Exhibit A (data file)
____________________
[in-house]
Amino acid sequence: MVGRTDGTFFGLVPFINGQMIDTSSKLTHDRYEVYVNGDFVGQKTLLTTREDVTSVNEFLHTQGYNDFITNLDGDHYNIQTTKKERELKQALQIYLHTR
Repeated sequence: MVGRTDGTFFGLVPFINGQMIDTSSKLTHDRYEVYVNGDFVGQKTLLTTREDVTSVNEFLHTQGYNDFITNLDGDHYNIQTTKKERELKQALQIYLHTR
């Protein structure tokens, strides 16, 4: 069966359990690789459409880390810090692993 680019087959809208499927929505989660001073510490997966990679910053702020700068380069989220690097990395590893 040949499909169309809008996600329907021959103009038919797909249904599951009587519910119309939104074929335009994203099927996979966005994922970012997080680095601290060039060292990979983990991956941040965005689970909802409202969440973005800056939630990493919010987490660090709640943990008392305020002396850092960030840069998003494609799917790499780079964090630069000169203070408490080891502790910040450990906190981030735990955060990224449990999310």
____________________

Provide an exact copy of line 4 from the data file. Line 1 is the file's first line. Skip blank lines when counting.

């Protein structure tokens, strides 16, 4: 069966359990690789459409880390810090692993 680019087959809208499927929505989660001073510490997966990679910053702020700068380069989220690097990395590893 040949499909169309809008996600329907021959103009038919797909249904599951009587519910119309939104074929335009994203099927996979966005994922970012997080680095601290060039060292990979983990991956941040965005689970909802409202969440973005800056939630990493919010987490660090709640943990008392305020002396850092960030840069998003494609799917790499780079964090630069000169203070408490080891502790910040450990906190981030735990955060990224449990999310």